Google Keeps Rolling Out The Goodies

In one of their latest efforts to colonize all of cyberspace, or at least whatever Microsoft can’t hide, Google has created an easy-to-use and highly effective customizable search tool. In particular, the new tool allows registered Google users to create a search box capable of:

  • Including one website, multiple websites, or specific webpages
  • Host the search box and results on your own website
  • Customize the colors and branding to match your existing webpages

Each one of these features is useful for standard orchestra websites and even more valuable for those sites which are becoming more complex and dynamic. Let’s examine each of the features individually…

Create a search box capable of including one website, multiple websites, or specific webpages.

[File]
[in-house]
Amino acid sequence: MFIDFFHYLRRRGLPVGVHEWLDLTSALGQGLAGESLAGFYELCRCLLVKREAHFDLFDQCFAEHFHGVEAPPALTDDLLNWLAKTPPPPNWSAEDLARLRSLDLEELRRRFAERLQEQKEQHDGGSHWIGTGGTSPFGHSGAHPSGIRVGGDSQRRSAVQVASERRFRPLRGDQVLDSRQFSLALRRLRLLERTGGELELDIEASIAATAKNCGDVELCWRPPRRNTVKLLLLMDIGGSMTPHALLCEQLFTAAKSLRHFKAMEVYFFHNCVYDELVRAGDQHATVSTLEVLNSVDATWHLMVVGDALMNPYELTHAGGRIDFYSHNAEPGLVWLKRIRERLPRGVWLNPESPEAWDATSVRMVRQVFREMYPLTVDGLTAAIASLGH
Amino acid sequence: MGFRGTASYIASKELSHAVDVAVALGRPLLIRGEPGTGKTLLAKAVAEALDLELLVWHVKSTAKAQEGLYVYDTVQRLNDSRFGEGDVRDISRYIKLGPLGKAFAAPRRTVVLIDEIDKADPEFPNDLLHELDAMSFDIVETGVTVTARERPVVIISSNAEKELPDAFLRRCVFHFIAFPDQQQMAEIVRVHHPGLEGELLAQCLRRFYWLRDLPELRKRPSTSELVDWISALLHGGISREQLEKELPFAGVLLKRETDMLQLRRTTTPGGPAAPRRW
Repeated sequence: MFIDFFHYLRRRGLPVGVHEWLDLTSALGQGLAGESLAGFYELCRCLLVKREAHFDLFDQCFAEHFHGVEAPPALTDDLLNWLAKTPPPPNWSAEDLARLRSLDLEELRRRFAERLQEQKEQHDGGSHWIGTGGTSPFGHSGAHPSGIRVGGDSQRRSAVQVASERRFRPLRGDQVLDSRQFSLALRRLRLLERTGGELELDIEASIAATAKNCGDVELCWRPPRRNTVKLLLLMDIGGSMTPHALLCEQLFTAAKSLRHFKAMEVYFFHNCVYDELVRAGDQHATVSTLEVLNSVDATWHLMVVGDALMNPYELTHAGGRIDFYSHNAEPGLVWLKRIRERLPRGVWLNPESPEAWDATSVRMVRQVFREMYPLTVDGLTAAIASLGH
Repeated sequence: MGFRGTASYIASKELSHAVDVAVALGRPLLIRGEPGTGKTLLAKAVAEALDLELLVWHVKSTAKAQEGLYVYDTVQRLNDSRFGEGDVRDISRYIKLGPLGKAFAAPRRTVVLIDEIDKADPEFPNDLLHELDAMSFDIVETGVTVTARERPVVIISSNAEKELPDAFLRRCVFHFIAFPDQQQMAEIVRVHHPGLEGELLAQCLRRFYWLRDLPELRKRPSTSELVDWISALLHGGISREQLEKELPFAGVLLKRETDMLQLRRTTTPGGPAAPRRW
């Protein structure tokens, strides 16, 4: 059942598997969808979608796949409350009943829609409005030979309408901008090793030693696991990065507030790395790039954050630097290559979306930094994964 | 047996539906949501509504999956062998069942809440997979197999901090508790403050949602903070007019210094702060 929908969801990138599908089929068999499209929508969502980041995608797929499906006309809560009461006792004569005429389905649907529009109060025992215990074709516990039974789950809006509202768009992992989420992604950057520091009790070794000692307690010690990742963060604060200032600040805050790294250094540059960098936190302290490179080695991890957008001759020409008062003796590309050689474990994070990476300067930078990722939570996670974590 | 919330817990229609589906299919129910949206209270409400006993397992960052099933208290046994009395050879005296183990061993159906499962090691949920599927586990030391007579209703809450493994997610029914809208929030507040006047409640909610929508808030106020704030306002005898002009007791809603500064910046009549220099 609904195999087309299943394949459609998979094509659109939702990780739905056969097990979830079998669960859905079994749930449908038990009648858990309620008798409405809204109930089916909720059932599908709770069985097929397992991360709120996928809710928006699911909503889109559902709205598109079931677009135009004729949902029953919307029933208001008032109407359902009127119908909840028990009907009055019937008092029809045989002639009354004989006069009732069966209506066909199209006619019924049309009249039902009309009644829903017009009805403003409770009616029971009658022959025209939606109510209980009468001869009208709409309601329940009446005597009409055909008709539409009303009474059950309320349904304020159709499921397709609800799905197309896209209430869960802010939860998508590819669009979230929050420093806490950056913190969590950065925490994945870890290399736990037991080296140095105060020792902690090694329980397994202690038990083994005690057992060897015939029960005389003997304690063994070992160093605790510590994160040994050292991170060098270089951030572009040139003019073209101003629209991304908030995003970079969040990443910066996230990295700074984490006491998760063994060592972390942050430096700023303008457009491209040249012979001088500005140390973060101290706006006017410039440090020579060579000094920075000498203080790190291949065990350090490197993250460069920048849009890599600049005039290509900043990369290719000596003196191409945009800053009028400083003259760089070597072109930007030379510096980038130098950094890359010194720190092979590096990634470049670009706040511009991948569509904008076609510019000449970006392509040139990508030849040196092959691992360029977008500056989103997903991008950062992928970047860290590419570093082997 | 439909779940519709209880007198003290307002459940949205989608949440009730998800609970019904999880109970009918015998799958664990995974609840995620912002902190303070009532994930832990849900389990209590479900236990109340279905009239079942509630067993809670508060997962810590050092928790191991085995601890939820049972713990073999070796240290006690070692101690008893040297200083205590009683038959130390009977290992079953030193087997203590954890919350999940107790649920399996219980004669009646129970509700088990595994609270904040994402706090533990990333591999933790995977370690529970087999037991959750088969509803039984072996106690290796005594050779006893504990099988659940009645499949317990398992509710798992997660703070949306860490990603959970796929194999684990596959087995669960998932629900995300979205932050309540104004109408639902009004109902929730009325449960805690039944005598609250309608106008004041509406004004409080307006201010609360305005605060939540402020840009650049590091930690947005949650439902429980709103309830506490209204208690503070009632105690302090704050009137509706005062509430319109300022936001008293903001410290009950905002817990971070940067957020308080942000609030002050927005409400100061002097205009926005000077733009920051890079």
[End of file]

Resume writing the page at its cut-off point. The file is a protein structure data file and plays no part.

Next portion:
In order to help create a search feature that filters out
results from pages that are not germane to a typical website visitor,
Google’s custom search wizard allows users to include individual pages,
entire sites, parts of sites, or entire domains. You can even use the
same parameters to create dedicated "exclude" parameters.

An example of how this becomes useful is evident in the custom
search I created for Inside The Arts. In this case, I had several blogs
and columns featured in one location (
but none of them have as part of their URL. Google’s
custom search allowed me to load each blog’s URL into the search
parameters so Inside The Arts visitors can search all of the
featured blogs via the search box at This has been
especially useful when creating results pages that contain links to